Measuring time durations

Today on the poul‘s mailing list someone asked: “How to measure the time spent in a function?”. I replied with the code that I use for that purpose, but later I thought that it was an interesting question, so I’m posting the solution here on the blog.

The solution is to use the boost date_time library. It is simple, portable (works on Linux, Win and Mac) and precise, since the time is printed in microseconds.

Here is an example code that shows how to profile a function:

#include <iostream>
#include <boost/date_time.hpp>

void f()
{
 for(volatile int i=0;i<100000;i++) ;
}

int main()
{
 using namespace std;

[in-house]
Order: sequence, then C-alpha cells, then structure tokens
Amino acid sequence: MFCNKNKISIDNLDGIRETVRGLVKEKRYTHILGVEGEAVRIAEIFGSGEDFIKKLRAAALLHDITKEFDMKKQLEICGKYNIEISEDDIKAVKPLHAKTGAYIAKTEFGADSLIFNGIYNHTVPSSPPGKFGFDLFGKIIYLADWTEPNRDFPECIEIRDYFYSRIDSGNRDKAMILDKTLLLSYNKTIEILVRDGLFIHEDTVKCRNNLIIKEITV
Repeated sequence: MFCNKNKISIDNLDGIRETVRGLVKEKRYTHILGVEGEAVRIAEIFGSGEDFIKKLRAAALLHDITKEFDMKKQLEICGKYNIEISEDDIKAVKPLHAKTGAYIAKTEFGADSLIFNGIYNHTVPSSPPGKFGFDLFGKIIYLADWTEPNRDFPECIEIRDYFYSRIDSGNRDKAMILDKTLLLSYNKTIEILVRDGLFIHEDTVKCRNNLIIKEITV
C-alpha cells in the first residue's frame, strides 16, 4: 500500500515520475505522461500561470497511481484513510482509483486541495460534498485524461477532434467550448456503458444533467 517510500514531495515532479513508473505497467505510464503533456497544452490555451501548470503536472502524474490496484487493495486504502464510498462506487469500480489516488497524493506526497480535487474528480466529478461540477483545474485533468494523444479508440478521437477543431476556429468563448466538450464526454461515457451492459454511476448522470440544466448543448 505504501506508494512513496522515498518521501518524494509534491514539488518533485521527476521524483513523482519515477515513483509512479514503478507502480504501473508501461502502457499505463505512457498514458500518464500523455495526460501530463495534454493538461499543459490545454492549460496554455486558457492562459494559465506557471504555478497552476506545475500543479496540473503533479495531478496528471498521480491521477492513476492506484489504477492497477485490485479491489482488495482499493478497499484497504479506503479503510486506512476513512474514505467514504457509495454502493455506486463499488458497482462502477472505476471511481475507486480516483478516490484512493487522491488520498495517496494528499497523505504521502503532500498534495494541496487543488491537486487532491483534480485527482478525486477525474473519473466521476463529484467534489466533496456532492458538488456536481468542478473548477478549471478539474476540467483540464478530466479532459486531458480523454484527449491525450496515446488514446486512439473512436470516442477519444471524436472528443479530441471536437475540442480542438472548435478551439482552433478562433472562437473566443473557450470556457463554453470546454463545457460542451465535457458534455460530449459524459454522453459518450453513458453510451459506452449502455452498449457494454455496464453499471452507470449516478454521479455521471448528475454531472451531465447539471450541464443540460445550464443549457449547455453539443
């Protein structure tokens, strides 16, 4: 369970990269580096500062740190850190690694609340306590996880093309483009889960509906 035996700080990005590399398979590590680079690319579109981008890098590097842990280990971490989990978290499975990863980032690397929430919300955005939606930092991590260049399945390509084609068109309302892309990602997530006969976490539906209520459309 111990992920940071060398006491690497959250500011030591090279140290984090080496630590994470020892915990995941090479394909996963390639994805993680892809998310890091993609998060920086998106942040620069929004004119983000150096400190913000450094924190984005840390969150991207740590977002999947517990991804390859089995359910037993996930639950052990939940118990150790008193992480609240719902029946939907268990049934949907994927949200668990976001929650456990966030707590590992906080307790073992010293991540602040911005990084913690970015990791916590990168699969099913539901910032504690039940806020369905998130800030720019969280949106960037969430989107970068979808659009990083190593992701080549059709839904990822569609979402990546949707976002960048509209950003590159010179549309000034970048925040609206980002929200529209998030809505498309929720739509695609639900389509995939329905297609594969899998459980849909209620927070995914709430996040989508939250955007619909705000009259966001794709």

using namespace boost::posix_time;

 ptime t1(microsec_clock::local_time());
 f();
 ptime t2(microsec_clock::local_time());

 cout<<t2-t1<<endl;
}

Just replace f() with the function you want to profile. Of course you can profile the time spent running your entire program by putting the whole program between the declaration of t1 and t2.

The time is printed in this format:

./test
00:00:00.000620

To be able to compile the program, you need to link with the boost_system library. With the g++ compiler you must add -lboost_system when linking.

Of course you need to have the boost libraries installed. On Linux type:

sudo apt-get install libboost-dev libboost-thread-dev

While on Windows, get this compiler that comes with boost precompiled.

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